Oak, Poison;  Toxicodendron diversilobum

Early Bloomer.  Shrub/vine, yellow-green flowers, white fruit, 3-lobed shiny leaves, reddish when young, mature leaves turn red in Fall.

Notes:  Sumac family.  Poison Oak has a toxin that bonds to the skin within minutes, so if even hit by a branch, use a Wash-and-Wipe or alcohol to wipe the oil off your skin right away.  On the walk, always ask if everyone knows what Poison Oak looks like, then use a specimen early on the trail to familiarize them with it.  “Leaves of three, let it be” is only somewhat of a help, as many harmless plants fit that description.  The flowers are whitish and young leaves are an ‘attractive’ shiny red color.  It prefers shady areas and likes to insinuate itself among other plants.  Always warn fellow hikers to look before they reach and touch!  

Native Americans may have built up an immunity to it by feeding small portions of leaves to their young.  Full-blooded natives were immune; mixed blood were not.  They used the young leaves to wrap around bread for baking and even mixed it into cornmeal for bread.  They wrapped the bulbs of the Soap Plant with poison oak leaves for slow pit baking.  Stems were used for baskets, juice from the stems, leaves and roots were used to cure warts and ringworm.  As an aid for rattlesnake bites, fresh leaves were wrapped tightly around the wound.  If done immediately, it is said to have counteracted the snake toxin.  Poison Oak juice was also used for dye.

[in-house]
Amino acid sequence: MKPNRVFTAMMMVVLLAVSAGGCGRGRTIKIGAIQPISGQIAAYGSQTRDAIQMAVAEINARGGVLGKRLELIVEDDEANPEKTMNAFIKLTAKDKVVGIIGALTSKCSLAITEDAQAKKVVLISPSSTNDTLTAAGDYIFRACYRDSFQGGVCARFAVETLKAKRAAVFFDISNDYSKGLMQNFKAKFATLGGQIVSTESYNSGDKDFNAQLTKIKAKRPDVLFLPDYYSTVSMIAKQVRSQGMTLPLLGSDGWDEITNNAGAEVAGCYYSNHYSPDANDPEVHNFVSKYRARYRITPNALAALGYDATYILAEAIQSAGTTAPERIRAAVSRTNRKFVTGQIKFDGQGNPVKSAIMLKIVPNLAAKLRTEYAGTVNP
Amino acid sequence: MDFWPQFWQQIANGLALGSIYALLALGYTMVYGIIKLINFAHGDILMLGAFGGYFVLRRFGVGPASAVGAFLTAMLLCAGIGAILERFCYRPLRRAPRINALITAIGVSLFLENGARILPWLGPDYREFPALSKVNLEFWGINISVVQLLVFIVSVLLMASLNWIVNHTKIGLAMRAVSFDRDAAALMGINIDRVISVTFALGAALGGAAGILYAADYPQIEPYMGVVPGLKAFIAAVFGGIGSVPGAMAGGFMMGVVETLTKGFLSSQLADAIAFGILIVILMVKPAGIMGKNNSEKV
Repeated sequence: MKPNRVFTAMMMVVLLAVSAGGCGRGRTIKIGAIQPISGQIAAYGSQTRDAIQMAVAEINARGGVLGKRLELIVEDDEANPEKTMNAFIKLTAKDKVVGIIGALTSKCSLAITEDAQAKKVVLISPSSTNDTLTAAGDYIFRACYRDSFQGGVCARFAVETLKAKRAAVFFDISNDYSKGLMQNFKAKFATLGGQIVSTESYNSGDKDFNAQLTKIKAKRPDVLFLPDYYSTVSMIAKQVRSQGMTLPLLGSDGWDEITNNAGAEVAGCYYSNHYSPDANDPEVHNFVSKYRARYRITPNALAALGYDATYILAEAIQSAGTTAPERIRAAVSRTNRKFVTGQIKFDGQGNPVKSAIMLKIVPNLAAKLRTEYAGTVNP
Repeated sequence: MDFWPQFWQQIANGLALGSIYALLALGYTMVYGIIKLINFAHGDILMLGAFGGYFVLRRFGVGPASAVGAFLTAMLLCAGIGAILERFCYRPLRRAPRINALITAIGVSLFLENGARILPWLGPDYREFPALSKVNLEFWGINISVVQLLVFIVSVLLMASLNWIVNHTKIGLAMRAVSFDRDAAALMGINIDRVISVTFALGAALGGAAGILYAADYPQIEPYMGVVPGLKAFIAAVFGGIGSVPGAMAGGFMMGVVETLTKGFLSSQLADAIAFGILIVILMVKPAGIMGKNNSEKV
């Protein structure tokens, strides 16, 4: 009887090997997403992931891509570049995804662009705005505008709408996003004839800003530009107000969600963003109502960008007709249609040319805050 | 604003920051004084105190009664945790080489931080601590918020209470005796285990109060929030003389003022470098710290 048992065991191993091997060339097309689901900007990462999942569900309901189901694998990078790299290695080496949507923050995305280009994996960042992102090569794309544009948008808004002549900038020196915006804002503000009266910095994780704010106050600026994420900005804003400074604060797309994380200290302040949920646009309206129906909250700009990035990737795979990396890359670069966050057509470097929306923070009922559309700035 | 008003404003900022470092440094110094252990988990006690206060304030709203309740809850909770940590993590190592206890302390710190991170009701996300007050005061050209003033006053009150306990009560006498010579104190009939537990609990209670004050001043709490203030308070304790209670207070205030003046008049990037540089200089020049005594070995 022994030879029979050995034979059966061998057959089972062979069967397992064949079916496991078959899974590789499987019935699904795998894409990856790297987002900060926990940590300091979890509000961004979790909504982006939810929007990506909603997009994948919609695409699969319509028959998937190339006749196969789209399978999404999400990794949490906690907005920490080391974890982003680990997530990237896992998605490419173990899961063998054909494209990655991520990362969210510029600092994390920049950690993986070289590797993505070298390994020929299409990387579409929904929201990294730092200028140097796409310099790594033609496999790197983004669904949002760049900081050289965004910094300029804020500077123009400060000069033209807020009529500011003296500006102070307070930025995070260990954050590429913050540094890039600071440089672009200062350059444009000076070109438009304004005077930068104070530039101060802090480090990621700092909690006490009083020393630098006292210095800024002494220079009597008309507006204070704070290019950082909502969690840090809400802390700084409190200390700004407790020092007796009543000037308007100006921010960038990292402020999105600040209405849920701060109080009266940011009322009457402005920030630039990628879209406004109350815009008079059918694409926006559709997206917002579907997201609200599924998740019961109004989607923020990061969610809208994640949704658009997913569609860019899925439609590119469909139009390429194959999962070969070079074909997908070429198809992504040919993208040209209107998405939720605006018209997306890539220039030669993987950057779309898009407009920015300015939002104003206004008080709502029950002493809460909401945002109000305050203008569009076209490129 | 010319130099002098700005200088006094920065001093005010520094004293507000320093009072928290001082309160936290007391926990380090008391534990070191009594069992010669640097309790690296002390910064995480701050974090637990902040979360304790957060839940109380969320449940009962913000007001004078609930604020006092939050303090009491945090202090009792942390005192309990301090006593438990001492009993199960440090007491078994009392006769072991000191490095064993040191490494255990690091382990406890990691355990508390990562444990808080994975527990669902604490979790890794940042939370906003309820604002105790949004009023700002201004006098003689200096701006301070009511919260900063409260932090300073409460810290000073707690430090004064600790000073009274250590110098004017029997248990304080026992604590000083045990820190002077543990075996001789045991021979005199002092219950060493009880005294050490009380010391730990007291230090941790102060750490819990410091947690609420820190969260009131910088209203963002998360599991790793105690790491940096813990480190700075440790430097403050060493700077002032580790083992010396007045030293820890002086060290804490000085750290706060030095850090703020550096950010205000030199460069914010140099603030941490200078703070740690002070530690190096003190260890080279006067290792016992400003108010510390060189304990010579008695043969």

Whenever you hike where Poison Oak lurks, it is good policy to wash any exposed skin as soon as possible thereafter.  Smearing shaving cream on exposed skin prior to hiking provides a shield layer and enhances washing afterward.  If all else fails, cures for Poison Oak include Soap Plant root, cooked and made into a paste, and strong extracts from the roots of Sunflowers.

We also have a related species on the trail: the Skunk or Squaw Bush (Rhus trilobata).  Rather difficult to spot, it grows downslope to the right going up trail, near the ‘rocky/lichen’ outcropping.   It is not toxic. Poison Oak flowers are whitish on the axis of the leaves, whereas the Skunk Bush has yellow-green terminal flowers.  The berries on the Poison Oak are white, those on the Skunk Bush are red.  Both are ‘3-leaved.’

Click on the species name to go to USDA for this plant.

Kingdom Plantae -- Plants
    Subkingdom Tracheobionta -- Vascular plants
        Superdivision Spermatophyta -- Seed plants
            Division Magnoliophyta -- Flowering plants
                Class Magnoliopsida -- Dicotyledons
                    Subclass Rosidae
                        Order Sapindales
                            Family Anacardiaceae -- Sumac family
                                Genus Toxicodendron P. Mill. -- poison oak
                                    Toxicodendron diversilobum (Torr. & Gray) Greene 
                                    -- Pacific poison oak

Oak, Poison (Toxicodendron diversilobum)